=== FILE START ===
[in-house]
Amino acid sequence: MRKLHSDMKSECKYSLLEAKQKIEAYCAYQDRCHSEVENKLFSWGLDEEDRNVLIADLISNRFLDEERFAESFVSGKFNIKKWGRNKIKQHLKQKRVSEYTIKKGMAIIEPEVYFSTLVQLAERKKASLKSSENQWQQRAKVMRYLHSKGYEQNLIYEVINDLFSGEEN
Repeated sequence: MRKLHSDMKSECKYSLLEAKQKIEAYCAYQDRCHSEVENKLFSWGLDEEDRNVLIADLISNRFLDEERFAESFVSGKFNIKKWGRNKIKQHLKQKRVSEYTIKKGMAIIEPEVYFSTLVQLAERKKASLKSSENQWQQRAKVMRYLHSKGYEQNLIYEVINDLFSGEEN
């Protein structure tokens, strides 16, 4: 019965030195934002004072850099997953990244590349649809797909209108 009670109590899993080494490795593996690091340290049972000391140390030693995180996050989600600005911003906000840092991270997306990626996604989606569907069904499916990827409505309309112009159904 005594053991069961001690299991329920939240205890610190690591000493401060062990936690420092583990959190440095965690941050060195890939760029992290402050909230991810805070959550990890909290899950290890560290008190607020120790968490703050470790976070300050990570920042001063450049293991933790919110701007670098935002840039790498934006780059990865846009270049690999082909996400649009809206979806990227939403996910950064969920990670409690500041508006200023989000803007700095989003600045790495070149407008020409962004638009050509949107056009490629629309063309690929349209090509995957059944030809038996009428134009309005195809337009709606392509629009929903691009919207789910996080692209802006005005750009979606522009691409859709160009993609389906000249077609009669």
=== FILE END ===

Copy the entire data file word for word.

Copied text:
[in-house]
Amino acid sequence: MRKLHSDMKSECKYSLLEAKQKIEAYCAYQDRCHSEVENKLFSWGLDEEDRNVLIADLISNRFLDEERFAESFVSGKFNIKKWGRNKIKQHLKQKRVSEYTIKKGMAIIEPEVYFSTLVQLAERKKASLKSSENQWQQRAKVMRYLHSKGYEQNLIYEVINDLFSGEEN
Repeated sequence: MRKLHSDMKSECKYSLLEAKQKIEAYCAYQDRCHSEVENKLFSWGLDEEDRNVLIADLISNRFLDEERFAESFVSGKFNIKKWGRNKIKQHLKQKRVSEYTIKKGMAIIEPEVYFSTLVQLAERKKASLKSSENQWQQRAKVMRYLHSKGYEQNLIYEVINDLFSGEEN
């Protein structure tokens, strides 16, 4: 019965030195934002004072850099997953990244590349649809797909209108 009670109590899993080494490795593996690091340290049972000391140390030693995180996050989600600005911003906000840092991270997306990626996604989606569907069904499916990827409505309309112009159904 005594053991069961001690299991329920939240205890610190690591000493401060062990936690420092583990959190440095965690941050060195890939760029992290402050909230991810805070959550990890909290899950290890560290008190607020120790968490703050470790976070300050990570920042001063450049293991933790919110701007670098935002840039790498934006780059990865846009270049690999082909996400649009809206979806990227939403996910950064969920990670409690500041508006200023989000803007700095989003600045790495070149407008020409962004638009050509949107056009490629629309063309690929349209090509995957059944030809038996009428134009309005195809337009709606392509629009929903691009919207789910996080692209802006005005750009979606522009691409859709160009993609389906000249077609009669």